Future wildlife attraction plans to bring new life to old Kentucky coal mine

PINEVILLE, Ky. (WATE) - A non-profit called Appalachian Wildlife Foundation is finding a new purpose for an old coal mine in Kentucky. The organization plans to open a huge attraction there in 2020.

David Ledford is the president and CEO of the Appalachian Wildlife Foundation. The non-profit acquired 12,000 acres of land in Bell County, Kentucky, with plans to open the Appalachian Wildlife Center. It will offer museums, a theater and artisans market. He said they expect more than 850,000 visitors in their mature year.

"We are capitalizing on what is here, the strengths of the mining landscape. We are selling that," said Ledford.

They are bringing life to a dying industry. So far, 130 elk are on the 12,000 acre property. Some are getting there by helicopter. The Kentucky Department of Fish and Wildlife Resources is relocating them from other parts of the state. The hope is to have roughly 300 elk here before the opening in 2020.

"We are selling wildlife recreation on mountain top removal coal mine so it's kinda a counter intuitive to some people," Ledford said.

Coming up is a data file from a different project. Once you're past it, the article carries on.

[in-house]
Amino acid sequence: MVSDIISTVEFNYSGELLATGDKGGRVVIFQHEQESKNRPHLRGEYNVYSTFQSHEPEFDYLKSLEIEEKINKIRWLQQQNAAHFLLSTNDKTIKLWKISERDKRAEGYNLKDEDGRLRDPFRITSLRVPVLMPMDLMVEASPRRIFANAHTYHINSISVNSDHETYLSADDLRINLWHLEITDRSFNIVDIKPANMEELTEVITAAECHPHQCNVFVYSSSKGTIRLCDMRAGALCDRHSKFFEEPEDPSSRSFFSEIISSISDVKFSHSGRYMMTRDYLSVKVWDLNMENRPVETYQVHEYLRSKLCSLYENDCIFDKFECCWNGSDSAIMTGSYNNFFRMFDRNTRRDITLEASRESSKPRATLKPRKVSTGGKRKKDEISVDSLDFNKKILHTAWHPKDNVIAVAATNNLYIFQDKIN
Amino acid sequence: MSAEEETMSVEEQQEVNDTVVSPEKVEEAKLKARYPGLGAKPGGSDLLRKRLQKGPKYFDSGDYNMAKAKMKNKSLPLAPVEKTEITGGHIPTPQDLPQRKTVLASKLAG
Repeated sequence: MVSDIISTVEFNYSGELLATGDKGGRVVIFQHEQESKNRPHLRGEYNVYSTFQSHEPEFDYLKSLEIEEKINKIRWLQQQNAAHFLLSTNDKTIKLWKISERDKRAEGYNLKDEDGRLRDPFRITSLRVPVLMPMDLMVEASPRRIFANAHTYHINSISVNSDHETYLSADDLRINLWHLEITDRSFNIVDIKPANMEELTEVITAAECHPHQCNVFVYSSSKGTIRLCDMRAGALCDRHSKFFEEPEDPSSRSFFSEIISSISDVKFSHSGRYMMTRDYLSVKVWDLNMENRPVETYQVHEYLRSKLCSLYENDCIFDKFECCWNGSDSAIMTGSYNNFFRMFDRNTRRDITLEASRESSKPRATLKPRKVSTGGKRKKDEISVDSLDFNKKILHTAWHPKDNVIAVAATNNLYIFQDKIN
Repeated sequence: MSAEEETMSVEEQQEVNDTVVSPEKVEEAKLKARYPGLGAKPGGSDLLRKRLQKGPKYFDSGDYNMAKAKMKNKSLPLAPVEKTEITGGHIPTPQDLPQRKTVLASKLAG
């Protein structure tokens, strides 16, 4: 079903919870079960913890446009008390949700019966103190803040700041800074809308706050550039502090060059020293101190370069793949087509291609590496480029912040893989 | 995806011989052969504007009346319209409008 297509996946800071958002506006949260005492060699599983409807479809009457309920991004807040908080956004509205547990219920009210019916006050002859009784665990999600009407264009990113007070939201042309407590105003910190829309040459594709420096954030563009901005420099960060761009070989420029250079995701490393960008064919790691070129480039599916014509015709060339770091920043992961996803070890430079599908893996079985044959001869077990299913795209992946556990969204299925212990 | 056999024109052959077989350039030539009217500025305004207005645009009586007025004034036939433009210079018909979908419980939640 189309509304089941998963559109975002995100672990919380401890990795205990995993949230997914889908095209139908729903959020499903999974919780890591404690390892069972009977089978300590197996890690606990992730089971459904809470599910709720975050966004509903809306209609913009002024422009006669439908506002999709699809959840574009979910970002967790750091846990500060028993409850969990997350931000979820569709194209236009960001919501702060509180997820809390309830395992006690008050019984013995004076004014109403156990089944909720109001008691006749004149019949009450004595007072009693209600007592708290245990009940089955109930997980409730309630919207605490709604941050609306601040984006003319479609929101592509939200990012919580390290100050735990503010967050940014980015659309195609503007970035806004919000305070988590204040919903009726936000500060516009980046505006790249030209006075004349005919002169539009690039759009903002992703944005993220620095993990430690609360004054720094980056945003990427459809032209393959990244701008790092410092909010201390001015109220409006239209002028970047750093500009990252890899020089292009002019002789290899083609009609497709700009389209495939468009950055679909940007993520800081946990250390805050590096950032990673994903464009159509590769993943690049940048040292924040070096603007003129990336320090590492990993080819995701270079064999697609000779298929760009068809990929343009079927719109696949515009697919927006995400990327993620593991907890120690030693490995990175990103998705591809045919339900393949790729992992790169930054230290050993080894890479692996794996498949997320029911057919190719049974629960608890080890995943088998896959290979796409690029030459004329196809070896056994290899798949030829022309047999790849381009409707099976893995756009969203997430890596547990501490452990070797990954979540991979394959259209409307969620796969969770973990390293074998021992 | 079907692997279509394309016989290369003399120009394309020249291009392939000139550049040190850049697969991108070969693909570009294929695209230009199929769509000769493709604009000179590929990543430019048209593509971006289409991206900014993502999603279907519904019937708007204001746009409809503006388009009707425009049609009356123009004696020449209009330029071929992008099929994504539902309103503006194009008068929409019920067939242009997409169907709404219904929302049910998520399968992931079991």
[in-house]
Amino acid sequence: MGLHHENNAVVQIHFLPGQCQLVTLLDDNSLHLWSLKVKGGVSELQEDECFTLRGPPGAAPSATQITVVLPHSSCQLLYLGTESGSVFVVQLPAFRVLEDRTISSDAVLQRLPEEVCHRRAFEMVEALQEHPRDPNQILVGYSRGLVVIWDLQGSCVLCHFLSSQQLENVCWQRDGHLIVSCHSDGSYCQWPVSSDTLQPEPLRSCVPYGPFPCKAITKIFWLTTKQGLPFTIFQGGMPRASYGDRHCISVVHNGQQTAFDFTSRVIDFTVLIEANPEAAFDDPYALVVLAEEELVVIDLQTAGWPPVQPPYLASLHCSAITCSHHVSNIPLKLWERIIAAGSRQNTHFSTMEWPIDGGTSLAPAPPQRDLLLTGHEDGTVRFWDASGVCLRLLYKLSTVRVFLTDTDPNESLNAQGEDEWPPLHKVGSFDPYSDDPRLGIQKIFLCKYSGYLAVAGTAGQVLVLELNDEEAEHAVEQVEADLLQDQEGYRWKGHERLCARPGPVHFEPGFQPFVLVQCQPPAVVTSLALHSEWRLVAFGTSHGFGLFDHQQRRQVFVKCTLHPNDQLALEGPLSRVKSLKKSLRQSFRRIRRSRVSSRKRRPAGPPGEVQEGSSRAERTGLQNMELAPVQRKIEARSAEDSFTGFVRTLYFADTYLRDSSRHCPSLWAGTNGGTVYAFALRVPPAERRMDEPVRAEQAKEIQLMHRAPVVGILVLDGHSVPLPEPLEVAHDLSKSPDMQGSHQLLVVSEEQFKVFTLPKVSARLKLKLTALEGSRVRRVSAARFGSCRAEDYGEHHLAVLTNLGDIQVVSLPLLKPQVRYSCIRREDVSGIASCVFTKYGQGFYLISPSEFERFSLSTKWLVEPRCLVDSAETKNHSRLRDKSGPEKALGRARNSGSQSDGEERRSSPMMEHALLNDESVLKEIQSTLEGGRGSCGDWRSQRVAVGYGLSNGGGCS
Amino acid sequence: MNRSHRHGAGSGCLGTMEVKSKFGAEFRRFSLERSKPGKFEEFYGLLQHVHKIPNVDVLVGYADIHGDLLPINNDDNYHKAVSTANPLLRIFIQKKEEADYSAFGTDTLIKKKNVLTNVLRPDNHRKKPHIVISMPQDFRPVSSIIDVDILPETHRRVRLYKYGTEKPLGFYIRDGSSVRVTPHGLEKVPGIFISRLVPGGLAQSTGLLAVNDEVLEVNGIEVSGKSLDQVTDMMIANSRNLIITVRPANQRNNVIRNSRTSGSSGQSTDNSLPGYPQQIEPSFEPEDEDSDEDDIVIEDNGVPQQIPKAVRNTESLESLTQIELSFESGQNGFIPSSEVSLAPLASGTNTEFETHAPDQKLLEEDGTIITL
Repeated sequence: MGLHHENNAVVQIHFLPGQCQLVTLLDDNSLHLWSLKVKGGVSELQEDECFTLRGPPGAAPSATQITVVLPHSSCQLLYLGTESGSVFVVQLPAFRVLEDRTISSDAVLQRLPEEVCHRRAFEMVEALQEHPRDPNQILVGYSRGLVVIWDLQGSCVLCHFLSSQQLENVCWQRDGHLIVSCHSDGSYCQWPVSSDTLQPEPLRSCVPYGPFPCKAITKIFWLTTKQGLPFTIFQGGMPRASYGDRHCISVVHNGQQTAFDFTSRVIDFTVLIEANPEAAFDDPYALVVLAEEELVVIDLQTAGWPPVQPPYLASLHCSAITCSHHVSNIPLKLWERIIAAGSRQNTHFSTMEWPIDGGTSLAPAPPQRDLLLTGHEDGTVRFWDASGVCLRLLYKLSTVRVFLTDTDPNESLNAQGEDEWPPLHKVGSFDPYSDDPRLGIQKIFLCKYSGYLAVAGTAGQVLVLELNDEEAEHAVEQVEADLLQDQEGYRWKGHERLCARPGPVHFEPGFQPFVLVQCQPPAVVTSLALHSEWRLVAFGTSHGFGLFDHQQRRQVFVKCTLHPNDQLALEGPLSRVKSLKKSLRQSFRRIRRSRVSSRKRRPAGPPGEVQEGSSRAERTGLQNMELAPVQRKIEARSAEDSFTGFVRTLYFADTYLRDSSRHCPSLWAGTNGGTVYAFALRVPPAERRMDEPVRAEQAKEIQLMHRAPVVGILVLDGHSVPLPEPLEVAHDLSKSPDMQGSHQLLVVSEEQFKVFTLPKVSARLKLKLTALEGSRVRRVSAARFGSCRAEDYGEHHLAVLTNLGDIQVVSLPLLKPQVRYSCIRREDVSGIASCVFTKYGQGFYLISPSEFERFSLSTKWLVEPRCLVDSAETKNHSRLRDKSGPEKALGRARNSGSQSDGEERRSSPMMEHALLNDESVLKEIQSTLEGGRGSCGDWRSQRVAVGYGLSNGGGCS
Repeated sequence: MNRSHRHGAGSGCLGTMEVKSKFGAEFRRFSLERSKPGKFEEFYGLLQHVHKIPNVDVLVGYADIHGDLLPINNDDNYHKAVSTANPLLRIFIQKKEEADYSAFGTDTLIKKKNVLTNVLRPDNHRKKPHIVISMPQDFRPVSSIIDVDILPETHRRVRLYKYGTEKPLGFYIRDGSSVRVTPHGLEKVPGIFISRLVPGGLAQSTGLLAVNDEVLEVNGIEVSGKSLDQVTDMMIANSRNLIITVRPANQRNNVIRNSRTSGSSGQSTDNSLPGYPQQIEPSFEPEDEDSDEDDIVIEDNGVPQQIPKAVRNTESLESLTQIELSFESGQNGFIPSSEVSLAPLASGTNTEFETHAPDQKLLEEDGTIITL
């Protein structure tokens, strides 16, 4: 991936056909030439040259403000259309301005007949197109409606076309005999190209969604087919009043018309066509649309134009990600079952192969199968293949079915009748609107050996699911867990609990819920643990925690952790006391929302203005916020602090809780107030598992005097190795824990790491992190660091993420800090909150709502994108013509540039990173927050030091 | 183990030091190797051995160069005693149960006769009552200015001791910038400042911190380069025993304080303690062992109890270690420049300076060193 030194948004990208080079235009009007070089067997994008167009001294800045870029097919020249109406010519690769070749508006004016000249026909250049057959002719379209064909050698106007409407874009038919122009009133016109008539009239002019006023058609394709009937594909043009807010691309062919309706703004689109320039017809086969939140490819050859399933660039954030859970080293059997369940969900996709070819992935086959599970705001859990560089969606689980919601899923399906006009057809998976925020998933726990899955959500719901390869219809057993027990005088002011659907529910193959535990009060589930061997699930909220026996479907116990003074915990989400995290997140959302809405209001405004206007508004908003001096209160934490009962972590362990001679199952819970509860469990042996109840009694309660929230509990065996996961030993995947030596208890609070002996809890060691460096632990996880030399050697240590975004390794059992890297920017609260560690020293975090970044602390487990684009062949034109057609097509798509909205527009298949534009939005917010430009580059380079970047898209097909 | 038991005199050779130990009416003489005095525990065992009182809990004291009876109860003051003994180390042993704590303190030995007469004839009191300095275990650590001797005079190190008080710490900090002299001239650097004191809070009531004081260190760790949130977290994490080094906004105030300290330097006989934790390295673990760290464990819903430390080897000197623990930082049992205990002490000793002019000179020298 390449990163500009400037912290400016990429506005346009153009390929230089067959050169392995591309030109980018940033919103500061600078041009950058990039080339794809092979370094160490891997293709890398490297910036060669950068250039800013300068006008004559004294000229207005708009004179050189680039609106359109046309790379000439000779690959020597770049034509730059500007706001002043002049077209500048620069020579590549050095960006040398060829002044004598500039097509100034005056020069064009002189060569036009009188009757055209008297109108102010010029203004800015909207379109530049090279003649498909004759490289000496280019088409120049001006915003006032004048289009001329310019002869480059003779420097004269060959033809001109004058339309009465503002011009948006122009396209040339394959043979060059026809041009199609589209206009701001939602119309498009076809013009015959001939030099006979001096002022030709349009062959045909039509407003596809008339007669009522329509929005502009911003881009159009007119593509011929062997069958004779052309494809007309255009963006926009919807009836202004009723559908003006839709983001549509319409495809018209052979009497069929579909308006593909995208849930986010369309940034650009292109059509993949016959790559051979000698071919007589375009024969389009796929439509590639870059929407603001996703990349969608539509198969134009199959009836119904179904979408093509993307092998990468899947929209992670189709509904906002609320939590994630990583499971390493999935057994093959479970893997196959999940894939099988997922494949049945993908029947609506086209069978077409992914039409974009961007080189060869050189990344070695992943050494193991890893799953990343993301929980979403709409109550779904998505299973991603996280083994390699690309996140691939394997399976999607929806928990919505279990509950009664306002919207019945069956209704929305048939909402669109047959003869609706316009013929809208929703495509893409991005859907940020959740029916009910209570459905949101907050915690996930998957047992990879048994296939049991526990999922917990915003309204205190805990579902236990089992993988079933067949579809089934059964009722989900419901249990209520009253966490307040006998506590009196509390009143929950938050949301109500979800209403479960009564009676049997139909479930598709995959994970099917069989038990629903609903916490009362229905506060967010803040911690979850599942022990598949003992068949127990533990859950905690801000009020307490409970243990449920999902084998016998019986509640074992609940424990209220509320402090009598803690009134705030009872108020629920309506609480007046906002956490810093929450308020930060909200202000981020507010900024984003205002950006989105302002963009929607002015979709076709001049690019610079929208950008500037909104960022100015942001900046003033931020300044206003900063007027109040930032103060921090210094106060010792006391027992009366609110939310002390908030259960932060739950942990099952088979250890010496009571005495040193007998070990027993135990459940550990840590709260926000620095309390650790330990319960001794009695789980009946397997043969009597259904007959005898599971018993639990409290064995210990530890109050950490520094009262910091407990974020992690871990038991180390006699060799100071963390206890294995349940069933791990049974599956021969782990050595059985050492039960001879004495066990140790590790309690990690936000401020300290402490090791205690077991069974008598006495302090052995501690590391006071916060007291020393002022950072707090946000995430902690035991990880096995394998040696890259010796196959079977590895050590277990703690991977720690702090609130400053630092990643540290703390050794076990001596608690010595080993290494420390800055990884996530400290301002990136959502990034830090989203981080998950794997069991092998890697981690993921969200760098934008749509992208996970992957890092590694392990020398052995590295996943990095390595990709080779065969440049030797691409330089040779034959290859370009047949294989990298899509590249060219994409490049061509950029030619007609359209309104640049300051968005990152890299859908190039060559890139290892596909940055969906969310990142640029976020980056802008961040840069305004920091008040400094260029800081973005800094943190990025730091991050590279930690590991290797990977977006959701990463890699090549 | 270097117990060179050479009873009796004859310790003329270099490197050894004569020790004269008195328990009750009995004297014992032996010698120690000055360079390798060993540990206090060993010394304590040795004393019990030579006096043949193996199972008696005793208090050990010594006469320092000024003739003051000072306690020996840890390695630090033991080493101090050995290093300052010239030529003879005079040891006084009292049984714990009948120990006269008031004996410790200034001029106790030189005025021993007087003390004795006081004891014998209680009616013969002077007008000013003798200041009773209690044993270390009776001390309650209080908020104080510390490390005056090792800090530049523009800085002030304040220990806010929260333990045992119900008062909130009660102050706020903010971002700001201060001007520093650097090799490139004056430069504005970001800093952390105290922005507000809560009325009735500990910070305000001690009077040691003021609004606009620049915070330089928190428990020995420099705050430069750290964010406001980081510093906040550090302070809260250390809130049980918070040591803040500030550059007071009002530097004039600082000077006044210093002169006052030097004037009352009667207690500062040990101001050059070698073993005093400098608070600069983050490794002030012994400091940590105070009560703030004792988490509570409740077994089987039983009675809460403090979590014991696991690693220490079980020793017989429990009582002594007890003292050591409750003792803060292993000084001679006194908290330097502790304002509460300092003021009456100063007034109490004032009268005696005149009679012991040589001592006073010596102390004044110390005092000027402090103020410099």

Visitors will also be able to enjoy a 20 mile driving loop to see the animals. Ledford said elk, bear, and nearly 300 species of bird thrive on the old coal mine right now.

"This is the closest thing to a prairie that we still have left so a lot of these species that are in trouble you can find them on these coal mines," he said.

Don Wackerman is the site supervisor and he makes sure the elk stay once they get there. He said they love living here because there is plenty of water and shelter.

"So it's a little heaven for the elk," Wackerman said.

It's also a slice of heaven for businesses nearby. Michael Wilson's family owns a pizza joint called Sauced. He actually worked on this coal mine years ago.

"They're utilizing the property for something and it's becoming useful for something once again," said Wilson.

He's thrilled about this center's economic impact. The Appalachian Wildlife Foundation projects it'll surpass $1 billion.

"Going to bring back some more jobs just in itself along with the trickle down effect it'll have on local businesses," Wilson said.

Ledford said this project is really about education. Their goal is to bring 100,000 kids to visit every year. Lincoln Memorial University is already doing research projects there. PhD students from Virginia Tech and University of Tennessee have visited too. The foundation plans to give out hundreds of thousands of dollars in college scholarships starting four years after the center opens.

The Kentucky Department of Fish and Wildlife Resources said the elk in Bell County will be a research herd for them. Once the herd starts to grow, they will relocate some of them to other parts of the state. 

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